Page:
Vietnam: protectionist call
The Asian Lawyer reports that the market is one of the most open in Asia, with major international firms such as Baker & McKenzie, Freshfields Bruckhaus Deringer and Mayer Brown already establishing practices.
Foreign firms are able to hire Vietnamese lawyers who are ‘permitted to advise on local law short of appearing in court or signing official documents’, according to the report.
Tung Ngo, chairman of 50-lawyer Vietnamese firm Vilaf -- alluding to the fact that foreign graduates of US law schools are only allowed to take bar exams in a few states -- said: ‘In my view, the legal market for foreign lawyers in Vietnam is more open and liberalised than that of the US. I think it is understandable and legitimate if local lawyers raise these concerns to the lawmakers to protect our interest.’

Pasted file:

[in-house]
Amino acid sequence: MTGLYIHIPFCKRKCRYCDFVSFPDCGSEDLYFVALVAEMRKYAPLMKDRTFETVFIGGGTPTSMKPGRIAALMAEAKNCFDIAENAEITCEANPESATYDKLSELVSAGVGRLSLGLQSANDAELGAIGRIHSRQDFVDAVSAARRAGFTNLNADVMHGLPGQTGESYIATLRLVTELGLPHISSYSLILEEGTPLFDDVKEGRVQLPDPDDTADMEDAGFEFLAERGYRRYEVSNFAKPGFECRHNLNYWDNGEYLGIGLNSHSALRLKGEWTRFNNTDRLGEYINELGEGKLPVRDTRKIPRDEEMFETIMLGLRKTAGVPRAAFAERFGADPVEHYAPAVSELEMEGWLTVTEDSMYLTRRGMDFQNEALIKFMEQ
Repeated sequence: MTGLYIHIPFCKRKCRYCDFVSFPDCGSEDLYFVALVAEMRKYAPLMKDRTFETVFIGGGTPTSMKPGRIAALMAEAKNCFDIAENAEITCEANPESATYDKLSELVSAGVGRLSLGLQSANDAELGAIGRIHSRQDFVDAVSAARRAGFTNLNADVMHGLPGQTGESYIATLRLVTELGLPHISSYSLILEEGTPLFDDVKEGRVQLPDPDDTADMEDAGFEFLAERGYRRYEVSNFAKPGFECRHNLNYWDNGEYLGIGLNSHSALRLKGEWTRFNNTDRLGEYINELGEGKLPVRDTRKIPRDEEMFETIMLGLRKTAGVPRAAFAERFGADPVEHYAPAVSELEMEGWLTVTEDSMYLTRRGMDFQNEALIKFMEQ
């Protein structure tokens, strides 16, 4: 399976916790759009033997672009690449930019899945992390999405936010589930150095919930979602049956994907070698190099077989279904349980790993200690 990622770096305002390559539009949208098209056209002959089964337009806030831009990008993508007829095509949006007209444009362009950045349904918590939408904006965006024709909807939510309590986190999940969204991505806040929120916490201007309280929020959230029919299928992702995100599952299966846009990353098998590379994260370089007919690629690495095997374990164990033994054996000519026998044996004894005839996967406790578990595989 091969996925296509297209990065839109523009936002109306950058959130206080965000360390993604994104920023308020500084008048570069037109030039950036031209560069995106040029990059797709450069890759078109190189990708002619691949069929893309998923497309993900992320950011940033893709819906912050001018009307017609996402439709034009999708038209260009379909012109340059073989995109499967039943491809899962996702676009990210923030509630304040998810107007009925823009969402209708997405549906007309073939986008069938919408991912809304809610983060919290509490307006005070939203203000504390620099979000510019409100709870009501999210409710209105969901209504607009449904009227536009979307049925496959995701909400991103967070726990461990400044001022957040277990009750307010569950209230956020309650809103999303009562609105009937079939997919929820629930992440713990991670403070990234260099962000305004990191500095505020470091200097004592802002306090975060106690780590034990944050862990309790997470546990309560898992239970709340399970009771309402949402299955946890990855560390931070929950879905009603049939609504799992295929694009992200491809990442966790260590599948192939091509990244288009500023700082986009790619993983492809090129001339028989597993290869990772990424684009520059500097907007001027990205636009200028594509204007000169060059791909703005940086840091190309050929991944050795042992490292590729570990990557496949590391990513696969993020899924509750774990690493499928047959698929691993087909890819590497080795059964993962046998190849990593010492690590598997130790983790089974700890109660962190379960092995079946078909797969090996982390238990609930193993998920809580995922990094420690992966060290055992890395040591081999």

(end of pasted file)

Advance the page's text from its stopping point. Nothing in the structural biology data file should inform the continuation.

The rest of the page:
Vilaf joined 18 other Vietnamese firms, including YKVN Lawyers, LDV Lawyers and Norton Rose affiliate Vision & Associates, in submitting a letter to the Ministry of Justice last month asking for amendments to the country’s lawyers law.
Open door policy
The group said the ‘open door’ policy had hindered the ‘formation of a healthy and equal legal environment for the development of a force of Vietnamese lawyers who would be dynamic and professional, and who would possess qualifications tantamount to those of the lawyers in the region and in the world’.
However, a group of 11 foreign firms responded with its own letter, calling the distinction between foreign and domestic firms ‘archaic’, adding: ‘Many of us have localised and become more and more Vietnamese, by virtue of the increasing number of Vietnamese-citizen lawyers in leadership positions in our firms, or by establishment of family relationships in Vietnamese society.’